Step 1: Tools & Materials
- a large diameter steel pipe with a wall thickness of 2-3mm
- one steel oil drum
- and one piece of steel round tube which can act to hold insulation around the combustion chamber (the center pipe)
Other than these materials you will also need a thick(2-3mm) piece of steel which can act as a lid for and maybe you will need additional scraps of steel.
Tools: this project can be done with just a hammer, drill and a grinder but we used a two welders(MIG & TIG), drill, plasma cutter, hammer and grinder.
Step 2: Cut Yourself a New Hole.
Step 3: Drain It.
Step 4: Cut Your Combustion Chamber.
Cut your pipe at a 45degree angle and weld the two pipes together to make an L bend.
Cut your length of pipe so that it is 60-70cm long at 90 degrees. Cut a square out of the pipe for feeding wood into it. Make a box out of sheet steel which fits cleanly onto the pipe and .weld it all together.
* the combustion chamber should have a shelf to sit the wood on allowing air to pass under the shelf and feed the burning wood. Only the tips of the wood should burn but there should be quite a bit of air flow so you don't want the shelf to extend into the combustion chamber but just to run for the length of the feeding tube.
Step 5: Insulation Divider.
Cut it to the same height of the combustion chamber and cut out a hole for the feeding tube to pass through. You don't need to weld the insulation chamber to the bottom of the oil drum but we did. However you can get it so that the insulation chamber keep the insulation contained and not flowing all over the inside of the barrel, and blocking the exhaust, do it that way.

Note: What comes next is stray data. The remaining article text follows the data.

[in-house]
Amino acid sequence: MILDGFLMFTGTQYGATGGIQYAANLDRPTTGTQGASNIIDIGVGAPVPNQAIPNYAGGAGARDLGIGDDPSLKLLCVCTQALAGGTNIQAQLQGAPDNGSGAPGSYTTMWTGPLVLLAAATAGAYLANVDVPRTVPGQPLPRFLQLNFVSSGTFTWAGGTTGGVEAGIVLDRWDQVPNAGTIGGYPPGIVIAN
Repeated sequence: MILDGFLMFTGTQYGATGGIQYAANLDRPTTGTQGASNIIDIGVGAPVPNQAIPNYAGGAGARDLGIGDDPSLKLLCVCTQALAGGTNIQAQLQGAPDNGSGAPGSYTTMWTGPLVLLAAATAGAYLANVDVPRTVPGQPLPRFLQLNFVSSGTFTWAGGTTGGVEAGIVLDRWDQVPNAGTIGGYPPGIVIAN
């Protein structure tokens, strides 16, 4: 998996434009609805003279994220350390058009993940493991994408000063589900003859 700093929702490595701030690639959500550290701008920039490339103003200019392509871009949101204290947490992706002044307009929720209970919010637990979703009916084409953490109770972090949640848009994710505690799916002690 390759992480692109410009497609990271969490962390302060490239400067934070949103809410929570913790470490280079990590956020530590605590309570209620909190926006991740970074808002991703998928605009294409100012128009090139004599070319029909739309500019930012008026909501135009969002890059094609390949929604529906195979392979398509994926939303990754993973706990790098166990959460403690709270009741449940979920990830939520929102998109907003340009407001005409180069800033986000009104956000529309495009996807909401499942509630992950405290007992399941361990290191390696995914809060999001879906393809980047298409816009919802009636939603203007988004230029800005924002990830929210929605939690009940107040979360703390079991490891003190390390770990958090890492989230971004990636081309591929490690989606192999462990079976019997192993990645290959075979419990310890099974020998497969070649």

Step 6: Exhaust.
Step 7: Add Insulation!
Step 8: On Making Friends and Staying Warm.
Chop some kindling sized pieces of wood and light a fire under them with some paper until they stay lit on their own. the stove may produce some smoke at first but once working properly not much will be flowing out of either end. the wood should go on the top shelf of the feeding tube allowing air to flow underneath to ignite the tips. after a few minutes the cooking surface will get hot and you can begin cooking: stir-fry's, hash browns or cottage fried potatoes, curries, barbecue, fish, rise, pasta...
People are drawn to the smells coming from the rocket stove: the burning wood and caramelized veggies.
Have a great dinner with them, talk, make friends/future friends and stay warm.
*we put this rocket stove on a pallet for ease of transportation and increased air flow which was a bad idea because our rocket stove got too hot even on the bottom so that it charred and smoked the palled but also because bits of coal falling through the combustion chamber (we left a hole in the bottom for added air flow as an experiment) would set the pallet on fire.